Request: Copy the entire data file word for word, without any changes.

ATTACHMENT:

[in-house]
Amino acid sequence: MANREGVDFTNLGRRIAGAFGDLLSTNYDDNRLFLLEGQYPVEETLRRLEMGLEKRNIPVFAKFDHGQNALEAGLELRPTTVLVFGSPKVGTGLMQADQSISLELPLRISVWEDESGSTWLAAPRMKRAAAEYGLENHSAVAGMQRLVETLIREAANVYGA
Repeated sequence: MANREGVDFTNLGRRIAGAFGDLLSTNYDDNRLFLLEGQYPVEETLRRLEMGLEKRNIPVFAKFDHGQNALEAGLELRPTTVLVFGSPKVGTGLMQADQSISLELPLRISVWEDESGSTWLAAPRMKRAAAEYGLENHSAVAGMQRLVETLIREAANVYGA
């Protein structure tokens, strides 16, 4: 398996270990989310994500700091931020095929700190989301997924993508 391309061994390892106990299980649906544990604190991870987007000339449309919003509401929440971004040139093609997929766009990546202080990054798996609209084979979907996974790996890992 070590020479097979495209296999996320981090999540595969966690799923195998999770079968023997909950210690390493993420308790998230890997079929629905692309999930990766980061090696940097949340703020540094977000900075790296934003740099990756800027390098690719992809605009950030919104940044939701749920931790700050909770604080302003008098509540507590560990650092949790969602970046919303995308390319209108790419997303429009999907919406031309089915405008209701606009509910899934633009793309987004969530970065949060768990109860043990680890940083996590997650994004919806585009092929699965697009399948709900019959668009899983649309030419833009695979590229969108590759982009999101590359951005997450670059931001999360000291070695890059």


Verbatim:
[in-house]
Amino acid sequence: MANREGVDFTNLGRRIAGAFGDLLSTNYDDNRLFLLEGQYPVEETLRRLEMGLEKRNIPVFAKFDHGQNALEAGLELRPTTVLVFGSPKVGTGLMQADQSISLELPLRISVWEDESGSTWLAAPRMKRAAAEYGLENHSAVAGMQRLVETLIREAANVYGA
Repeated sequence: MANREGVDFTNLGRRIAGAFGDLLSTNYDDNRLFLLEGQYPVEETLRRLEMGLEKRNIPVFAKFDHGQNALEAGLELRPTTVLVFGSPKVGTGLMQADQSISLELPLRISVWEDESGSTWLAAPRMKRAAAEYGLENHSAVAGMQRLVETLIREAANVYGA
């Protein structure tokens, strides 16, 4: 398996270990989310994500700091931020095929700190989301997924993508 391309061994390892106990299980649906544990604190991870987007000339449309919003509401929440971004040139093609997929766009990546202080990054798996609209084979979907996974790996890992 070590020479097979495209296999996320981090999540595969966690799923195998999770079968023997909950210690390493993420308790998230890997079929629905692309999930990766980061090696940097949340703020540094977000900075790296934003740099990756800027390098690719992809605009950030919104940044939701749920931790700050909770604080302003008098509540507590560990650092949790969602970046919303995308390319209108790419997303429009999907919406031309089915405008209701606009509910899934633009793309987004969530970065949060768990109860043990680890940083996590997650994004919806585009092929699965697009399948709900019959668009899983649309030419833009695979590229969108590759982009999101590359951005997450670059931001999360000291070695890059």